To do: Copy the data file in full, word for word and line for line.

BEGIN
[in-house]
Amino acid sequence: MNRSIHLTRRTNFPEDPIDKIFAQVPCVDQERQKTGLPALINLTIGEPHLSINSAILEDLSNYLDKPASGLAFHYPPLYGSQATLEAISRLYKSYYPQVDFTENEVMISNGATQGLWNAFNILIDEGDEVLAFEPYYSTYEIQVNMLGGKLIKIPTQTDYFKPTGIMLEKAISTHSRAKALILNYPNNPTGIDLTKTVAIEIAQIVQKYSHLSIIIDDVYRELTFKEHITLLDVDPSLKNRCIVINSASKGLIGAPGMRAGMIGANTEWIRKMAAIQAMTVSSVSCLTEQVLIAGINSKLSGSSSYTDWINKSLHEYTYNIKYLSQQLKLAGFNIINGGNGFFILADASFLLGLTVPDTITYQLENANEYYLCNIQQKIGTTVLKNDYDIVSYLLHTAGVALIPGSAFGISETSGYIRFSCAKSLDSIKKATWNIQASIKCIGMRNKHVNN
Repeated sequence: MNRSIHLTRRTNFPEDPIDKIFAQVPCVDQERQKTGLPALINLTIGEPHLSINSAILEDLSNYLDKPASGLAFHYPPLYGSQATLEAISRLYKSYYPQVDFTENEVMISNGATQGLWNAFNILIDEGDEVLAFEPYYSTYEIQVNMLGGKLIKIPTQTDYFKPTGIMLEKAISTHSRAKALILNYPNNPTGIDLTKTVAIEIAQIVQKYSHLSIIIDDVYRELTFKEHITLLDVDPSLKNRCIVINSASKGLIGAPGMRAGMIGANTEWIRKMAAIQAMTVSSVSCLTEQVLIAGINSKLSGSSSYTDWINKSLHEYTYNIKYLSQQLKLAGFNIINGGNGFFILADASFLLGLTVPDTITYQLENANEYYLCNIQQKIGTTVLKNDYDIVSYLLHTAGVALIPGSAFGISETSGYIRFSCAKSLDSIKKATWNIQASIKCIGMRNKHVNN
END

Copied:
[in-house]
Amino acid sequence: MNRSIHLTRRTNFPEDPIDKIFAQVPCVDQERQKTGLPALINLTIGEPHLSINSAILEDLSNYLDKPASGLAFHYPPLYGSQATLEAISRLYKSYYPQVDFTENEVMISNGATQGLWNAFNILIDEGDEVLAFEPYYSTYEIQVNMLGGKLIKIPTQTDYFKPTGIMLEKAISTHSRAKALILNYPNNPTGIDLTKTVAIEIAQIVQKYSHLSIIIDDVYRELTFKEHITLLDVDPSLKNRCIVINSASKGLIGAPGMRAGMIGANTEWIRKMAAIQAMTVSSVSCLTEQVLIAGINSKLSGSSSYTDWINKSLHEYTYNIKYLSQQLKLAGFNIINGGNGFFILADASFLLGLTVPDTITYQLENANEYYLCNIQQKIGTTVLKNDYDIVSYLLHTAGVALIPGSAFGISETSGYIRFSCAKSLDSIKKATWNIQASIKCIGMRNKHVNN
Repeated sequence: MNRSIHLTRRTNFPEDPIDKIFAQVPCVDQERQKTGLPALINLTIGEPHLSINSAILEDLSNYLDKPASGLAFHYPPLYGSQATLEAISRLYKSYYPQVDFTENEVMISNGATQGLWNAFNILIDEGDEVLAFEPYYSTYEIQVNMLGGKLIKIPTQTDYFKPTGIMLEKAISTHSRAKALILNYPNNPTGIDLTKTVAIEIAQIVQKYSHLSIIIDDVYRELTFKEHITLLDVDPSLKNRCIVINSASKGLIGAPGMRAGMIGANTEWIRKMAAIQAMTVSSVSCLTEQVLIAGINSKLSGSSSYTDWINKSLHEYTYNIKYLSQQLKLAGFNIINGGNGFFILADASFLLGLTVPDTITYQLENANEYYLCNIQQKIGTTVLKNDYDIVSYLLHTAGVALIPGSAFGISETSGYIRFSCAKSLDSIKKATWNIQASIKCIGMRNKHVNN